Three soldiers from the Minnesota National Guard were killed Thursday when the Black Hawk helicopter they were riding in for a routine maintenance test flight crashed in a farm field in central Minnesota, Gov. Tim Walz confirmed, Trend reports citing AP.
The identities of the soldiers were not immediately released, pending notification of family.
The crash was being investigated and preliminary information on the cause was not released.
“My heart breaks for the families, the friends and fellow soldiers,” Walz said at a news conference. “The coming days will be dark and difficult.” He said Minnesota stands ready to assist the families of the soldiers who were killed.
Maj. Gen. Jon Jensen, the adjutant general of the Minnesota National Guard, said in a tweet: “Our Minnesota National Guard family is devastated by the deaths of these soldiers. Our priority right now is ensuring that our families are taken care of.”
The National Guard said the helicopter was a UH-60 Black Hawk from the guard’s Army Aviation Safety Facility in St. Cloud.
The Guard lost contact with the helicopter shortly after it took off on a maintenance test flight from St. Cloud on Thursday afternoon, Guard Master Sgt. Blair Heusdens said. The helicopter called mayday about nine minutes after takeoff.
Stearns County Chief Sheriff’s Deputy Dan Miller told reporters that the mayday call came in at about 2:15 p.m. Crews from multiple departments spent several hours searching before finding the crash, Miller said.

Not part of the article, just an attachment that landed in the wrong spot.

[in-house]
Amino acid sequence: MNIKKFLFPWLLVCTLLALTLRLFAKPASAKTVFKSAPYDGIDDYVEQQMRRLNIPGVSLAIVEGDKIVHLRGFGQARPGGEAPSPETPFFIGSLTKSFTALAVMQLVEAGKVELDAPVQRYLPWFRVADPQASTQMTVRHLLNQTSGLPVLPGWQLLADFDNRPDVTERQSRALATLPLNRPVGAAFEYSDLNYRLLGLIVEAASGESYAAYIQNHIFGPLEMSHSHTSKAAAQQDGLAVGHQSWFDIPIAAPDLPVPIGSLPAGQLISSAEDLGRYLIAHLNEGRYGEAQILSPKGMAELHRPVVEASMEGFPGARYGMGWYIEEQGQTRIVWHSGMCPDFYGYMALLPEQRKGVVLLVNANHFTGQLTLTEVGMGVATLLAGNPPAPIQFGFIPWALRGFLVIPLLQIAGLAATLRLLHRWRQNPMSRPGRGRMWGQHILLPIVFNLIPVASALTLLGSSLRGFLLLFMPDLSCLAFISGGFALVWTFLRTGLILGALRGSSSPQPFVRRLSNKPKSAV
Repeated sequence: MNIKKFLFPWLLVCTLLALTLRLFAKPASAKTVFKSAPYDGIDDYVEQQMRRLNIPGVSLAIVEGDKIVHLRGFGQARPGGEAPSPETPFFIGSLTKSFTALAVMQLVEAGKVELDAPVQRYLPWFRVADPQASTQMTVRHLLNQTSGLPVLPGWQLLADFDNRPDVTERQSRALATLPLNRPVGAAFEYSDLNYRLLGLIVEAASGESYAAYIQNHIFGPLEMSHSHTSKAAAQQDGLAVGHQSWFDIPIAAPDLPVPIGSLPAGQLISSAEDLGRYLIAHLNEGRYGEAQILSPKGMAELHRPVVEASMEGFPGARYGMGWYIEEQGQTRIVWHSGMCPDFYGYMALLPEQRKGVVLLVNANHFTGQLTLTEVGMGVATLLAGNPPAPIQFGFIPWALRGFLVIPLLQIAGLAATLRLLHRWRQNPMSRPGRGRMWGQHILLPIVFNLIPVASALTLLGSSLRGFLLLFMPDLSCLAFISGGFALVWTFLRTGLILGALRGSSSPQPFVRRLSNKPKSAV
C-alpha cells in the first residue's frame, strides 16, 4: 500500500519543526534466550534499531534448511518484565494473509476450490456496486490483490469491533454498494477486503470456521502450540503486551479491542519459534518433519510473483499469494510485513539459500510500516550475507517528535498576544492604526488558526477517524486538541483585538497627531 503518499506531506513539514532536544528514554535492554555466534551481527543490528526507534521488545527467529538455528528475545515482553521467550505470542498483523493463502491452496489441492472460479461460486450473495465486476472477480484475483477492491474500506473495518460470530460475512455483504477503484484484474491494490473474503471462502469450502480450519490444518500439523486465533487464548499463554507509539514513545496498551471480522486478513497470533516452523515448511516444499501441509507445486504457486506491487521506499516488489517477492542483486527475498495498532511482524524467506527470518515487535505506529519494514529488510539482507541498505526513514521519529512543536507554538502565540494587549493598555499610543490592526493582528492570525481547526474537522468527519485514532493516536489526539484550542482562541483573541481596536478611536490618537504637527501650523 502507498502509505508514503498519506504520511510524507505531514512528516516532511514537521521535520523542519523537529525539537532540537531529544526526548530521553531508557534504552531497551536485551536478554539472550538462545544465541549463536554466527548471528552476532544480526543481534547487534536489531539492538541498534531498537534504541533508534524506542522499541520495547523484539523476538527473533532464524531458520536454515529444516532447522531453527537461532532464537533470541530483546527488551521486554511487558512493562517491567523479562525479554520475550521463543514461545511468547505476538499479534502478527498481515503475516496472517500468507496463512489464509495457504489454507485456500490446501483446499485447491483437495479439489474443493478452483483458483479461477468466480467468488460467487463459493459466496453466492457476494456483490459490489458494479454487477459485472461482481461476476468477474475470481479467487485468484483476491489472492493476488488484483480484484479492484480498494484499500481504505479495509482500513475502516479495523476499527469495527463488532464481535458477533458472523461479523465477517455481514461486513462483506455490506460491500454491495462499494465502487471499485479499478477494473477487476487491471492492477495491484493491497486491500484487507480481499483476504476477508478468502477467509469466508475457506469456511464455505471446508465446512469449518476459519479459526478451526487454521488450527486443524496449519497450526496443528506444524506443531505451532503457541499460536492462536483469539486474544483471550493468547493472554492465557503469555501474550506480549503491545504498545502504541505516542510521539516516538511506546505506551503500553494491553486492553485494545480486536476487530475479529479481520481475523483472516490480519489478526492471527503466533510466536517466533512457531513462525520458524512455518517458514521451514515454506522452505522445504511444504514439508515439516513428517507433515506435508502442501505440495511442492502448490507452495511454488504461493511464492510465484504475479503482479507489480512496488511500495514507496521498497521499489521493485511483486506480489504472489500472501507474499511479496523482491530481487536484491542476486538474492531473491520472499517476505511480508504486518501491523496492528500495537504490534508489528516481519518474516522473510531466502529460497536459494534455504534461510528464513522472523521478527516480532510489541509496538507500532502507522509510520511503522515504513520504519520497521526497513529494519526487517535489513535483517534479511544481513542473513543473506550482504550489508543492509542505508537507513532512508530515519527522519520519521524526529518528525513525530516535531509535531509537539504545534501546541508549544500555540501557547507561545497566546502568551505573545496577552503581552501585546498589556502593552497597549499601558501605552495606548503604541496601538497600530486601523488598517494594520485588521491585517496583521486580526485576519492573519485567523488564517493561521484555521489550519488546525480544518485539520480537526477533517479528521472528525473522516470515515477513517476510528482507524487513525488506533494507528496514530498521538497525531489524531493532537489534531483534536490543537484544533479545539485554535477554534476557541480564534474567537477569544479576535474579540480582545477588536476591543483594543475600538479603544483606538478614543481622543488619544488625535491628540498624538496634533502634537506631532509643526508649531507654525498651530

The Minnesota State Patrol was called to bring in a helicopter to help with the search. A State Patrol Cirrus aircraft, equipped with thermal imaging cameras, also helped in the search.
Television aerial footage showed the wreck of the helicopter along a tree line near open fields near St. Cloud, a city about 59 miles (95 kilometers) northwest of Minneapolis. Apparent scorch marks encircled the flattened wreckage in the snow.
The Guard’s base near St. Cloud Regional Airport has been in operation since 2009, with Black Hawk and Chinook helicopters maintained there.
Walz served for 24 years in the Army National Guard, while he was a schoolteacher and coach, but retired in 2005 to run for Congress. He canceled a tree-lighting ceremony Thursday and went to the area near the crash site.
03:31 (GMT+4) According to Army Col. Joe Sharkey, director of communications for the Minnesota National Guard, the UH-60 Black Hawk lost communication with the ground Thursday afternoon nine minutes after taking off from the Army aviation facility in St. Cloud, Minnesota at around 1:55 p.m., Trend reports citing Sputnik.
Sharkey did not provide any information about how many people were on board the helicopter and where the flight was bound to.
Search efforts are currently ongoing for the four-blade, twin-engine, medium-lift utility helicopter.
"The Minnesota Army National Guard is currently trying to work with local authorities in St. Cloud based on its flight pattern," Sharkey told ABC News.
In another statement, Minnesota National Guard Master Sgt. Blair Heusdens reiterated the same notion.
"We do not have contact with the helicopter but we do not quite yet know what the situation is. We're working to figure it out," Heusdens is quoted as saying by the SC Times.
The St. Paul Fire Department has deployed a rescue squadron in search of the missing aircraft.
Multiple law enforcement agencies are reportedly trying to determine the location of the passengers' cell phones in an effort to locate the helicopter.